Are you still hanging on to Final Cut Pro 7? Should you consider using Final Cut X, or switch to Premiere, or something else? Really the answer boils down to: “Which editing software is best for you, your clients, and your end product.” But if you are still undecided, read on. There are still a number of editors that still use Final Cut Pro 7. Apples launch of FP X left a bitter taste in early adopter’s mouths. Sure, if you upgrade to FP X there will be a steep learning curve, and it will be difficult to convert those FCP 7 projects into X. But that would be true of most all software packages. FCP 7 is no longer sold by Apple, it is a 32-bit application and the system it runs on can’t be upgraded to the latest Operating System. So switching to something else is really a requirement. Adobe’s Premiere is a cross platform 64-bit application, works with many GPUs and multiple processors, has a familiar look to FCP 7 users and will easily import FCP 7’s XML files. It also is fully integrated with After Effects, Photoshop, Encore and more. So why wouldn’t one switch to Premiere? Final Cut X has finally caught up and is getting better every day. Sure, it has an interface similar to iMovie and nothing like other editors, but it is designed to be more fun and appealing to new editors on the scene, not to appease some editor who has been working with some old package like FPC 7 for years. So should you take the plunge and jump into Final Cut X or Premiere or something else? Well, that depends. It really does boil down to what package is best for the media you need to create. Your first project in this new sofware is going to be painful, but you will learn the ins and outs over time. The line between “professional” editor and “casual” editor are becoming more of a blur with content being created and edited from every device on the planet, now. If you use After Effects, Photoshop and other Adobe product a lot, and want an interface that is more in tune with FCP 7, then Premiere is probably the better choice. If you are just working on your home movies and posting that next hot cat video to Facebook, then sticking with what you have may still be your best choice. Try out the different packages – most offer trial version. Read testimonials, look at what others creating content similar to yours are using. If not known, then ask the creator if they will share some insight. Find software that works best for your content at your price and best for your audience....

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20 new 4K cameras to hit the market before NAB

20 new 4K cameras to hit the market before NAB

Posted by on Aug 10, 2013 in Dalies |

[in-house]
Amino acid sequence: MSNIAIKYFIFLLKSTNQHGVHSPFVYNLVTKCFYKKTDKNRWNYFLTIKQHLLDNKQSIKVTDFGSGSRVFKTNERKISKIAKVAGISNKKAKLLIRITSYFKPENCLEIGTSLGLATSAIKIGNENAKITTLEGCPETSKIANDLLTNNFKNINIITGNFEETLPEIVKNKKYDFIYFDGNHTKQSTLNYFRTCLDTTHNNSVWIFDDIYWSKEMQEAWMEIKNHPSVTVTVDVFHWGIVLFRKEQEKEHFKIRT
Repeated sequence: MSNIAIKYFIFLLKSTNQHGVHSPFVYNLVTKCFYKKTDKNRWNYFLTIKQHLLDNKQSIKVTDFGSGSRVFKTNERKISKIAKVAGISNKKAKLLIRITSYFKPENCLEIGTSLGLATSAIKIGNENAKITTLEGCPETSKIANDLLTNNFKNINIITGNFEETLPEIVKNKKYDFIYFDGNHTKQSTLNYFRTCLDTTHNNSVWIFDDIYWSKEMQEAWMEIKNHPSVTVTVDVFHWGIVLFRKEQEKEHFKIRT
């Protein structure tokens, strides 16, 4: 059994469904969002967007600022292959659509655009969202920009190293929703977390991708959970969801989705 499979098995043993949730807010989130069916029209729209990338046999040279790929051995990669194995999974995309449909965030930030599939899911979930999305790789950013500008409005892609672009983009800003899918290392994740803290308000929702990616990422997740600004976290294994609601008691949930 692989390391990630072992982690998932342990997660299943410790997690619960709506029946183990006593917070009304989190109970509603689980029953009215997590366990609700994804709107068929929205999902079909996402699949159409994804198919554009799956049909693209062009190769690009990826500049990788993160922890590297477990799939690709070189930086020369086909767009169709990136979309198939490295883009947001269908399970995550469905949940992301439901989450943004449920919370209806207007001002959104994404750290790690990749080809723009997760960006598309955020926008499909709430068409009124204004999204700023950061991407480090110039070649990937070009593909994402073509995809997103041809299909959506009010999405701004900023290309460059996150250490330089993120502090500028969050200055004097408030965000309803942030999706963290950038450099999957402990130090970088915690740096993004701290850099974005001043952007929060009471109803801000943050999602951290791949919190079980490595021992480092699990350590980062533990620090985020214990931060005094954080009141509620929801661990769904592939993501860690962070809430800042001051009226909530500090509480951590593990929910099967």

Atomos, based in Melbourne, Australia designs and manufactures low-cost external recorders that can also be used as field monitors, as well as a range of portable, battery powered signal format converters. Fluent in Japanese, Young liaises with and maintains a close relationship with camera makers. And although he was unable to give any specific details because of strict non-disclosure agreements, he did comment that “90% of filmmakers are still recording in HD, and will continue to do so for at least two years.” Plans for 4K The Atomos CEO told us that they do have well-advanced plans for a 4K device which “will be a world-beater” but that they are waiting for a greater uptake of 4K generally before they complete and release it. “We think its better to wait and produce a device that is perfect for a more mature market than to release something now, while there are so many things still to be settled in the 4K arena” Atomos recently introduced its Samurai Blade combined recorder/monitor that includes waveform monitoring and what Atomos are touting as a  SuperAtom 5″ 1280 x 720 325ppi IPS touchscreen. We’ll be carrying a full review of this in the next few weeks. External Recording When the original Atomos Ninja recorder first shipped in 2011, there were no video-capable DSLRs that offered a “clean” HDMI output, severely reducing the potential market for external recorders. Young was instrumental in persuading the camera manufacturers to clean up their outputs and make an external recording workflow viable. This year, the popular Canon EOS 5D mk III received a firmware update to allow external recording. External recorders work by taking the uncompressed video sent through of the HDMI or SDI output on a camera and recording it to on-board storage either compressed (usually Apple ProRes or Avid DNxHD) or uncompressed. Uncompressed recording offers no degradation in the signal and the Apple and Avid codecs are “visually lossless” at their higher available bitrates, which means that material that is stored on an external recorder is higher quality than the typically more heavily compressed material that is stored on the camera itself. The other advantage of using these “edit-friendly” formats is that they can be imported directly onto a timeline without any transcoding. Since each frame is compressed individually, without reference to any others, the material is in an ideal form for editing, since the NLE software and the workstation hardware does not have to waste valuable cycles re-creating specific frames from the surrounding material. In practise this normally means that more streams (layers) of video can be edited in real time, and the whole editing process is more...